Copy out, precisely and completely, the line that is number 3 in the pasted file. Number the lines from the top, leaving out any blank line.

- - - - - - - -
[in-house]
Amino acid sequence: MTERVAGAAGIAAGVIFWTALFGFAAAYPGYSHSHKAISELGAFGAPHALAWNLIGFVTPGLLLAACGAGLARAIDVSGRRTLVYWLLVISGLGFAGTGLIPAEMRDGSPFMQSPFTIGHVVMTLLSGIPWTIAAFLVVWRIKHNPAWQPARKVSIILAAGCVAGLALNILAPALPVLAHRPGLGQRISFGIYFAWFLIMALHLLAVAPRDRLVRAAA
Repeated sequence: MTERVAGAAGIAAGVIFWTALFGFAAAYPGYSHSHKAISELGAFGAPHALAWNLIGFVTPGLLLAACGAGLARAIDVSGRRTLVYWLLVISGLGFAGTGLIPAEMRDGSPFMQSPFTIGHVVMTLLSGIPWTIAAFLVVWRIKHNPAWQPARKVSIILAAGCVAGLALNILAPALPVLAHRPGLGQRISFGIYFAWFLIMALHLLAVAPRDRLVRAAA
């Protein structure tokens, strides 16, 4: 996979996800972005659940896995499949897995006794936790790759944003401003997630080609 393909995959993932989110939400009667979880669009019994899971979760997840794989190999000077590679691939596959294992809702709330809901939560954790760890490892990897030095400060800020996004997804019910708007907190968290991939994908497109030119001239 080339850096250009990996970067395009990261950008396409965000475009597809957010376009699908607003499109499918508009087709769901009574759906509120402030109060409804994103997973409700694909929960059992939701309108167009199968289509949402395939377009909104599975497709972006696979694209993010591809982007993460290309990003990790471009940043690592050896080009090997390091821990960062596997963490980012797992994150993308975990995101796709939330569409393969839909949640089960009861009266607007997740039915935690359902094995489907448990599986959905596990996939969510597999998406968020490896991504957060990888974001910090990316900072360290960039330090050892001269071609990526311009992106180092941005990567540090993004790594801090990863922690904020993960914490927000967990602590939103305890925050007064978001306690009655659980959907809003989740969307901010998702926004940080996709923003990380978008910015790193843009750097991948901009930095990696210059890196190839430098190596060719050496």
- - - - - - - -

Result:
Repeated sequence: MTERVAGAAGIAAGVIFWTALFGFAAAYPGYSHSHKAISELGAFGAPHALAWNLIGFVTPGLLLAACGAGLARAIDVSGRRTLVYWLLVISGLGFAGTGLIPAEMRDGSPFMQSPFTIGHVVMTLLSGIPWTIAAFLVVWRIKHNPAWQPARKVSIILAAGCVAGLALNILAPALPVLAHRPGLGQRISFGIYFAWFLIMALHLLAVAPRDRLVRAAA